Look for advocates in the communities you want to serve. There are non-profits, small groups, and businesses that serve these existing communities. They can offer a wealth of information and they (hopefully) benefit from the story you’re telling.

4. Reach out to organizations.

Meet with some of the advocates.

Listen more than you speak. Put yourself in their shoes. Seek a deep understanding of the issues in their world, and what might come up while you’re making the film or sharing a finished film with audiences.

You’ll learn a lot in the process.

Photo from the March 2015 social.

Meeting and mingle with filmmakers at upcoming TriFilm Society events. (Photo of a 2015 social held at The Frontier in RTP.)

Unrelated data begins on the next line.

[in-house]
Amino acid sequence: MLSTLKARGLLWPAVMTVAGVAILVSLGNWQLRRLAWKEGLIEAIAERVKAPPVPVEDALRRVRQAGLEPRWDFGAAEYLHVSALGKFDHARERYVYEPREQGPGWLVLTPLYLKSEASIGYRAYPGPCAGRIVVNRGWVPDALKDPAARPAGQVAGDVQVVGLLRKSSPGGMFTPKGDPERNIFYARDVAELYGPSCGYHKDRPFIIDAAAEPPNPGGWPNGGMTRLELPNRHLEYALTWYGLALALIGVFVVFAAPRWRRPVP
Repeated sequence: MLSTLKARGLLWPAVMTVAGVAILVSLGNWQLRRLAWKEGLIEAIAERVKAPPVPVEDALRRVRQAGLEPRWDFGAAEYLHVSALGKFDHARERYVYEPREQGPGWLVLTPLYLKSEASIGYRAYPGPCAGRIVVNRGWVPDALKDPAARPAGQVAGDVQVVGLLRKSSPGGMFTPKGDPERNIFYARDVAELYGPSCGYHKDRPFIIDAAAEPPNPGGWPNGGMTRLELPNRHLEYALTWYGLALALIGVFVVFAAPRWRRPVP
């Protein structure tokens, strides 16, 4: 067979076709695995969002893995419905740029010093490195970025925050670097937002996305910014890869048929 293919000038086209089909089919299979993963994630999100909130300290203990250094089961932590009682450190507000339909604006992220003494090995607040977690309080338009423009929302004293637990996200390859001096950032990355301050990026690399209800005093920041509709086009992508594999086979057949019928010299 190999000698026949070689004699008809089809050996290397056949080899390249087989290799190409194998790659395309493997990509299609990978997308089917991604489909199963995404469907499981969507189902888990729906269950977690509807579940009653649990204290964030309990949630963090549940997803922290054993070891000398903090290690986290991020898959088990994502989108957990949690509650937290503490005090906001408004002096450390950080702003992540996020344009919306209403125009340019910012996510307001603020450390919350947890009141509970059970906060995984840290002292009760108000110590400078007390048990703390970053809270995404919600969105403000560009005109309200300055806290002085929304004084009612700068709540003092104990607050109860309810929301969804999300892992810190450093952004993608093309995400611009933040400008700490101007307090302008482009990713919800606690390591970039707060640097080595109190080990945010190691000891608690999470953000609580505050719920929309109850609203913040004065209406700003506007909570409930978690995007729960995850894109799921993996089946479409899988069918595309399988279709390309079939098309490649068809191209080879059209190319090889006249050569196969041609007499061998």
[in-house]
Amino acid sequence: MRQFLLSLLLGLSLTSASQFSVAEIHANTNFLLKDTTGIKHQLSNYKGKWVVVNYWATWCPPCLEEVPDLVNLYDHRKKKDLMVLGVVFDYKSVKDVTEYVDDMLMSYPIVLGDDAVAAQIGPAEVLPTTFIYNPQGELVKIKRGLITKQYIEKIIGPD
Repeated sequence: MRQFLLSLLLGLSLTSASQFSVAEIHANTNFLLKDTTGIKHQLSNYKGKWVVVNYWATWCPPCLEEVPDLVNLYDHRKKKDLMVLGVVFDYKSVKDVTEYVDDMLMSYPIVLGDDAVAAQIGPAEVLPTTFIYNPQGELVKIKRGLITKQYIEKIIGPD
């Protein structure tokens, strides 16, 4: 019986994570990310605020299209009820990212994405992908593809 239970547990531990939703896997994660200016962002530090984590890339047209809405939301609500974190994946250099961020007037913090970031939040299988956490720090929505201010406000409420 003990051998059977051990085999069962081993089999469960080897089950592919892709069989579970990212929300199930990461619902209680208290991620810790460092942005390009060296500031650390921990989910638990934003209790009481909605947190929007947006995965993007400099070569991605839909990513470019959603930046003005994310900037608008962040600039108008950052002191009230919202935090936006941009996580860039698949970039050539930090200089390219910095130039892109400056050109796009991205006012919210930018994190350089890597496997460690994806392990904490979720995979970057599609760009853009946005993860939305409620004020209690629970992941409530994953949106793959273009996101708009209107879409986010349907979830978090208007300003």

5. Look for ideal filmmakers.

Making a movie is a long-term relationship.

It’s been compared to war and marriage. You want the right partner.

Find a filmmaker with deep passion for the story, skills and experience to tell it well, and resources to make a great film. Look for signs of shared values: ethics, morals, ideals, communication stylets, goals, etc.

Not every filmmaker will want to tell your story.

Don’t get offended.

Embrace hearing “no” from people because it means you’re on your way to finding the right person to say “yes” (if you’re willing to stick with it). Remember, you don’t want just anyone telling the story. You want to work with the person you feel was meant to tell the story with you.

There’s an ideal match out there. Be resilient in looking for the right collaborative partner.